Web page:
Better Dessert Recipes!

Sometimes we do our best to impress our family and friends with the most delicious dessert recipes. Few things surpass the togetherness with loved ones over a cup of coffee and a "slice of heaven".

Who hasn't been there, reminiscing on the good times, on a Sunday afternoon?

Homemade goes a Long Way!

But desserts aren't made equal. The ones bought at certain stores are often off-balance. They are too sweet, too fat, or both.

Any (pastry) chef will tell you, homemade desserts are better. It's been said before and today it's even more true!

Why? Because more and more shops and restaurants use substitute, artificial ingredients.

Did you recently have a milkshake at one of the famous fast-food restaurants? They do not taste like milk anymore.

Besides, as someone who has been baking sweet pastries from their teenage years, you have to respect the ratios and the quality of ingredients.

Good patisserie does not leave much room for improvisation, making the scale and measuring beaker essential instruments.

We can use volumetric measuring or the metric system. Both are good because measurement matters in patisserie.

Metric measuring allows an accuracy required for certain recipes. If refinement is what you're looking for, use metric measuring. 

It's not About the Sugar!

The sweetness of a dessert is the dominant flavor. However, it should not dominate other ingredients. Using too much sugar will mask different flavors.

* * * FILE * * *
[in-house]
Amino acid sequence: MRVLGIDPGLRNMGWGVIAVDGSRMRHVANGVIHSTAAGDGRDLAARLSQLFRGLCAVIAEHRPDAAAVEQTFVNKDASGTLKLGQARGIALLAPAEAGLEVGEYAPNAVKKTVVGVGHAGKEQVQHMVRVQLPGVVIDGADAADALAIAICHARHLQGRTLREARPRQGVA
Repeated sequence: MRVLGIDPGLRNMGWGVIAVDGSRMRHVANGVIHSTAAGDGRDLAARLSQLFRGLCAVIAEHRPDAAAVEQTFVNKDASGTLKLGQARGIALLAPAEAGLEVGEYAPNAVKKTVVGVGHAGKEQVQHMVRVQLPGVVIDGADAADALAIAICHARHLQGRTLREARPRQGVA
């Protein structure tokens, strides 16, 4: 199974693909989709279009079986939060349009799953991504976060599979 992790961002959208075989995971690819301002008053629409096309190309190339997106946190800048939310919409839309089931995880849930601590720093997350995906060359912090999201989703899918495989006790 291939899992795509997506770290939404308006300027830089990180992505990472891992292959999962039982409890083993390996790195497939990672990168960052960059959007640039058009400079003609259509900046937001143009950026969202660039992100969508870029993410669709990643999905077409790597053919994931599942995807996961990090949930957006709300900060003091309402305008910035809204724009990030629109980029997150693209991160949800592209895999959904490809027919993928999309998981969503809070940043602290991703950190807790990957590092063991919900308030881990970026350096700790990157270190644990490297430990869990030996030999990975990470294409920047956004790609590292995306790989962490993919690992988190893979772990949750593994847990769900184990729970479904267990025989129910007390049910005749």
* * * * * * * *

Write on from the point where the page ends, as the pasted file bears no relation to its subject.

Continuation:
Instead, it is the supporting ingredient to maintain a dessert's consistency, making them more enjoyable. 

Unfortunately, they're demonizing sugar because too much is used in the food industry. Most of us do not realize this until we read the labels.

Those ready made meals often contain too much sugar. This is just one example of an industrial food product. 

In moderation, sugar can be part of any diet.

European Dessert Recipes

In Western Europe, where modern patisserie began (France), there is this culture of having a dessert with the family, usually around the weekends.

We have a lot to thank those early pastry chefs in Paris. How they mastered dessert recipes was pure art.

A lot of desserts we know today derive from those early creations. Eclairs, mille-feuilles, and frangipane are just a few of the commonly known names.

If patisserie can bring families together, the more reason to call your parents, brothers and/or sisters or simply your friends. They would be curious to try your "artwork".

I invite you to try a few of the desserts and who knows, maybe there's one that you will enjoy making yourself.

Have a lot of fun...